When you break laws, defraud taxpayers, and openly gloat about it in emails to colleagues, you should be criminally prosecuted. And when you lie about it before a Congressional committee, you should definitely be prosecuted.
To date, the Department of Justice (DOJ) has successfully prosecuted just one lender for the mortgage fraud that led to the 2008 global economic collapse.
The St. Louis Dispatch noted in a recent editorial, "There have been civil charges, settled with tepid non-admissions and fines levied against institutions, not individuals. Even "Fabulous" Fab Tourre, the Goldman Sachs trader who boasted in e-mails about his role unloading securities he knew to be dogs, has escaped prosecution." For that, Goldman paid a $550 million fine.
Sen. Carl Levin's 650-page subcommittee report "Wall Street and the Financial Crisis: Anatomy of a Financial Collapse" is a staggering indictment of the people on Wall Street. Levin's report - which has been submitted to the Justice Department - also suggests quite plainly that Goldman Sachs executives brazenly lied to Congress while under oath. Goldman CEO Lloyd Blankfein said:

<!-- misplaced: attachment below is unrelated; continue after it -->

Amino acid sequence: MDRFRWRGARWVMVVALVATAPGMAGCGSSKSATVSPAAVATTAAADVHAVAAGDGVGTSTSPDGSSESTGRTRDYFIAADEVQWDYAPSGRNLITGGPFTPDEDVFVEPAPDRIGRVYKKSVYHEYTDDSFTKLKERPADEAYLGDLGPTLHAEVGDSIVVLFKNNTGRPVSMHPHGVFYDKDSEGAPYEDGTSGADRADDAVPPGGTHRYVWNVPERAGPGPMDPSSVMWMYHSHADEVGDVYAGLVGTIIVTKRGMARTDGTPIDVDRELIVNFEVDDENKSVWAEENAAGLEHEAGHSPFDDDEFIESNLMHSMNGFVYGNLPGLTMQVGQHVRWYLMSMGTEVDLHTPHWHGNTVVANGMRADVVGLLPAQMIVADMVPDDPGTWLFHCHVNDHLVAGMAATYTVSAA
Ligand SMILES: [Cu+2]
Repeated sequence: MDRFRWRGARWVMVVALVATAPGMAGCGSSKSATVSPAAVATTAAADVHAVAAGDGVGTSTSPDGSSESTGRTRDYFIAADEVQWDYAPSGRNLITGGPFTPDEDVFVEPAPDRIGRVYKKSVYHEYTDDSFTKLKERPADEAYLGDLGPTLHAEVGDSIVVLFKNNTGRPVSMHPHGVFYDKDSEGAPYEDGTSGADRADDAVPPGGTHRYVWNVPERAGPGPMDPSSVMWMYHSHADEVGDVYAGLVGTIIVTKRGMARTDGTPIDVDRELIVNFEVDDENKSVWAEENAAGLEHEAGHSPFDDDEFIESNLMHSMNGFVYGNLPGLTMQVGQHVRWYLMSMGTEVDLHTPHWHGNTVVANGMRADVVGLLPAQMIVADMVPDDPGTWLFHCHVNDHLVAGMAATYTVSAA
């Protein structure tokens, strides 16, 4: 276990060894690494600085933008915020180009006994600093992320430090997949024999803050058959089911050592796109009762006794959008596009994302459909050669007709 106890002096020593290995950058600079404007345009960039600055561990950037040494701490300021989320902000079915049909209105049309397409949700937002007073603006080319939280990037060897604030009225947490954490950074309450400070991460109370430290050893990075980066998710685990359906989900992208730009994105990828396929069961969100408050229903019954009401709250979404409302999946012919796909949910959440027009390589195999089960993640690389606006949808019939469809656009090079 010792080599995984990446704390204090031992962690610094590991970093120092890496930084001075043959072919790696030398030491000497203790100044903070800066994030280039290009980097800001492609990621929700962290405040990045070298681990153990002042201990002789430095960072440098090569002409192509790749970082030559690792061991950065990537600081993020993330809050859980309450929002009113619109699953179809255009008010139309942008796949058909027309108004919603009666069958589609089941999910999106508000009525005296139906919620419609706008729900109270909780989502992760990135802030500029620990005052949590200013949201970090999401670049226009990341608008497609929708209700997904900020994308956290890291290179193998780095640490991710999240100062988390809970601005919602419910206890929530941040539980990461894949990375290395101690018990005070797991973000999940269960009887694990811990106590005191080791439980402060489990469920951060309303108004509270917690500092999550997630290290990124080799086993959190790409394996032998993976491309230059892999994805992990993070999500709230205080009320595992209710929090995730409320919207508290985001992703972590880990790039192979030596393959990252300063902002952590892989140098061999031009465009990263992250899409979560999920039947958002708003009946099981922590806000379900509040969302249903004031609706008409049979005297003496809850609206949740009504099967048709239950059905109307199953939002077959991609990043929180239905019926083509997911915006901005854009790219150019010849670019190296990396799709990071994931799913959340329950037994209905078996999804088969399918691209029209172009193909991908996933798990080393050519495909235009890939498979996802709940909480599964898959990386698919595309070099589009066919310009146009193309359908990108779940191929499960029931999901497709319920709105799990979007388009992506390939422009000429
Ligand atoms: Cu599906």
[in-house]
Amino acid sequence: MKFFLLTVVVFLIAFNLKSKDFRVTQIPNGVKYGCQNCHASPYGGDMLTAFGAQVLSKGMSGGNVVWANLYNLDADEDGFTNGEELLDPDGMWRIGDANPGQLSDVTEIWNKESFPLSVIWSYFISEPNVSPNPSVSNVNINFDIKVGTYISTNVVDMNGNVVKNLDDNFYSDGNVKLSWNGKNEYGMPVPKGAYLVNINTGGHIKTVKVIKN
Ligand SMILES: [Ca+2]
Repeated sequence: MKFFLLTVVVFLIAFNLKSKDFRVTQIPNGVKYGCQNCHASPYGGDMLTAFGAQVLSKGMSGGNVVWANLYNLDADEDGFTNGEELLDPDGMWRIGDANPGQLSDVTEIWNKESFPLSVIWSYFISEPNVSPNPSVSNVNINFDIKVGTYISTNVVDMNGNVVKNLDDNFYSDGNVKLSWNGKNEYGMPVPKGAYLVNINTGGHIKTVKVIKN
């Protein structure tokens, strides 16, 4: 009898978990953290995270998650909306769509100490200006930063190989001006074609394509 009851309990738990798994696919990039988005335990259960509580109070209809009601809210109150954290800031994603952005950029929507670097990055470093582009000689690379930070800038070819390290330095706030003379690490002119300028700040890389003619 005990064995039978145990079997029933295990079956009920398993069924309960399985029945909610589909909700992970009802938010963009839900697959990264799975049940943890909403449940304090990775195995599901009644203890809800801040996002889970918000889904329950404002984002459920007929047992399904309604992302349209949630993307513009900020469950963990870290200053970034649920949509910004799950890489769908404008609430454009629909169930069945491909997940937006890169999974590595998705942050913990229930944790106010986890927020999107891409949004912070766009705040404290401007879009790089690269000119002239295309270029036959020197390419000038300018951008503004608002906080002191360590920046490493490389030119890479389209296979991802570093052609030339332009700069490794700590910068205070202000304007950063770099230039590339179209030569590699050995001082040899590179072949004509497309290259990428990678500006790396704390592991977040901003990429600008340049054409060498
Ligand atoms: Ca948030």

"Much has been said about the supposedly massive short Goldman Sachs had on the U.S. housing market. The fact is, we were not consistently or significantly net-short the market in residential mortgage-related products in 2007 and 2008. We didn't have a massive short against the housing market, and we certainly did not bet against our clients."
But according to reports, Goldman's own internal memoranda says the exact opposite. (Read Matt Taibi's investigative report in Rolling Stone.)
Sen. Levin told the Justice Department last month, "In my judgement, Goldman clearly misled their clients and they misled the Congress." At a bare minimum, the Justice Department can press criminal charges for perjury while under oath. What are we waiting for? It's time to bring Goldman Sachs to justice.